Defamation and reputation in the Australian press

Journalism Education Association
Publication Type:
Journal Article
Australian Journalism Review, 2006, 28 (1), pp. 125 - 142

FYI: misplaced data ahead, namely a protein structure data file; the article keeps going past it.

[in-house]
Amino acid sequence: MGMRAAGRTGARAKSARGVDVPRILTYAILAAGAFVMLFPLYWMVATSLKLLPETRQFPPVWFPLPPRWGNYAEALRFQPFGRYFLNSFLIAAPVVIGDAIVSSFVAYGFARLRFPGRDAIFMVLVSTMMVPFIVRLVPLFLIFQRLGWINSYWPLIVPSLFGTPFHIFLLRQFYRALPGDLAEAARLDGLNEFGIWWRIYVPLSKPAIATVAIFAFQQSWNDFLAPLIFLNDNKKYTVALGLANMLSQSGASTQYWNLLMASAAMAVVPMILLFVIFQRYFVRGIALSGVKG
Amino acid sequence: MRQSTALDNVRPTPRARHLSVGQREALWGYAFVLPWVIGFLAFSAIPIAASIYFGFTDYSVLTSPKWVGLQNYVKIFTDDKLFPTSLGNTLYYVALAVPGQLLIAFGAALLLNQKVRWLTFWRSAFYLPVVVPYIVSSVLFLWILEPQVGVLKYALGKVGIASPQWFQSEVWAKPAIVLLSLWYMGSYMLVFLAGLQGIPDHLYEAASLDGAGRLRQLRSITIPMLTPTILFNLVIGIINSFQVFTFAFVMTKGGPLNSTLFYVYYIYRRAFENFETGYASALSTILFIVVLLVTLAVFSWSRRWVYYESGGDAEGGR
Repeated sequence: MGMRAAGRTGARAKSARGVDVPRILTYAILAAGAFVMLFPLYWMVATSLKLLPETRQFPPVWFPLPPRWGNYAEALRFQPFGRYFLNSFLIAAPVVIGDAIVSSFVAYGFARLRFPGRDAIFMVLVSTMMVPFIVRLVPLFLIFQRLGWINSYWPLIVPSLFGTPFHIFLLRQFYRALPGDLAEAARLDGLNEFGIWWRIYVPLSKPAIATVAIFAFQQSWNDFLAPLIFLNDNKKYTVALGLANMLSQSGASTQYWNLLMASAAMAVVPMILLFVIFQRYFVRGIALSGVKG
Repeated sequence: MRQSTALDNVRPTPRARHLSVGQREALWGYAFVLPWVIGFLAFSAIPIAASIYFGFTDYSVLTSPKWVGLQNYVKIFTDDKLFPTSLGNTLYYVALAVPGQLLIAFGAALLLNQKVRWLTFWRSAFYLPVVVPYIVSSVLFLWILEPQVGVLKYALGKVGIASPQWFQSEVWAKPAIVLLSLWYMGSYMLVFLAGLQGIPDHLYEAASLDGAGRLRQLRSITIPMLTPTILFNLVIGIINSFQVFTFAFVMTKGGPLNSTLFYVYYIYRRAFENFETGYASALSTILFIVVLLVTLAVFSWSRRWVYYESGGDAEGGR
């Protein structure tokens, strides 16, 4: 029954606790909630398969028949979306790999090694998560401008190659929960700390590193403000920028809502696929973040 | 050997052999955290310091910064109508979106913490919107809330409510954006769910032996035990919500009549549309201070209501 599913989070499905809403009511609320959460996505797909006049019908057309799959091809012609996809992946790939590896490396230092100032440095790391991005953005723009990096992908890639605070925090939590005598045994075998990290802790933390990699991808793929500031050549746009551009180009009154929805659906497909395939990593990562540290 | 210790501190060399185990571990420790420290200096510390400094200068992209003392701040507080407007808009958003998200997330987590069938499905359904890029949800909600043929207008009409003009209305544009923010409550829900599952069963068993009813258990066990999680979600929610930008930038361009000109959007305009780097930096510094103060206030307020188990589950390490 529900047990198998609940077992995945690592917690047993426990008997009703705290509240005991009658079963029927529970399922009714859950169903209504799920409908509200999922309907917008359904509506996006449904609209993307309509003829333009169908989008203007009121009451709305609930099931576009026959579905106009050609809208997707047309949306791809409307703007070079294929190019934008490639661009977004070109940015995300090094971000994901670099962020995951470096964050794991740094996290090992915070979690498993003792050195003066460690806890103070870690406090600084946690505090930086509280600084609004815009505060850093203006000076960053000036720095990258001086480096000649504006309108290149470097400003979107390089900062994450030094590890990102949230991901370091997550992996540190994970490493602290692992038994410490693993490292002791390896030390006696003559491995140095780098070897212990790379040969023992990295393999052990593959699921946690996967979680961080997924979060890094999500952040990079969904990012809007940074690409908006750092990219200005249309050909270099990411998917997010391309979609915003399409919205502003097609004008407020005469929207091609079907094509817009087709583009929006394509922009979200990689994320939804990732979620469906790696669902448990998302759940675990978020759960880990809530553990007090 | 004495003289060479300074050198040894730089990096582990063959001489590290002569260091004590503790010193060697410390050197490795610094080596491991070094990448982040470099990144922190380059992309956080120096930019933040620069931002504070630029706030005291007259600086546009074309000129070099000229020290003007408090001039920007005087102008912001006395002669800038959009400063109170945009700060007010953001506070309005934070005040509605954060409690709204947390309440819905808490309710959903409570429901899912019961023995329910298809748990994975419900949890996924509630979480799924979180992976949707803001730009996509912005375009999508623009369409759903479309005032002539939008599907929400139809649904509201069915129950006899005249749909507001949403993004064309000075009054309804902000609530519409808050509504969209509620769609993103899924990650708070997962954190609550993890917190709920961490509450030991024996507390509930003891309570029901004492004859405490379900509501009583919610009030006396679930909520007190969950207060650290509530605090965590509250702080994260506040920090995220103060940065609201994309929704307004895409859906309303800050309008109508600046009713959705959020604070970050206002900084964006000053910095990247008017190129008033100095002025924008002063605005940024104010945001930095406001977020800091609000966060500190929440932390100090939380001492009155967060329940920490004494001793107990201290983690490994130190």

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This paper reports on a comparative study of four types of Australian newspapers' coverage of defamation and related issues. This was part of the National Defamation Project conducted at the Communications Law Centre in Sydney, 2002- 20051 . I t was found the press gave limited coverage to defamation, focusing on court cases and newsworthy personalities' reputations, and provided scant contextual background about defamation issues. Howevel; the media soften satirical reporting ofprominent cases, and its populist discourses generally, can be argued to have liberalised attitudes to reports of potentially defamatOl), personal behaviours and "lifestyles" (such as sexual orientation). Current Australian law fails to reflect public altitudes as indexed by the press. Culturally, the distinction between private morality and public virtue is breaking down. Reputation is a narrow concept in the press. and increasingly appears to be an asset only ofthose who are already rich orfamous
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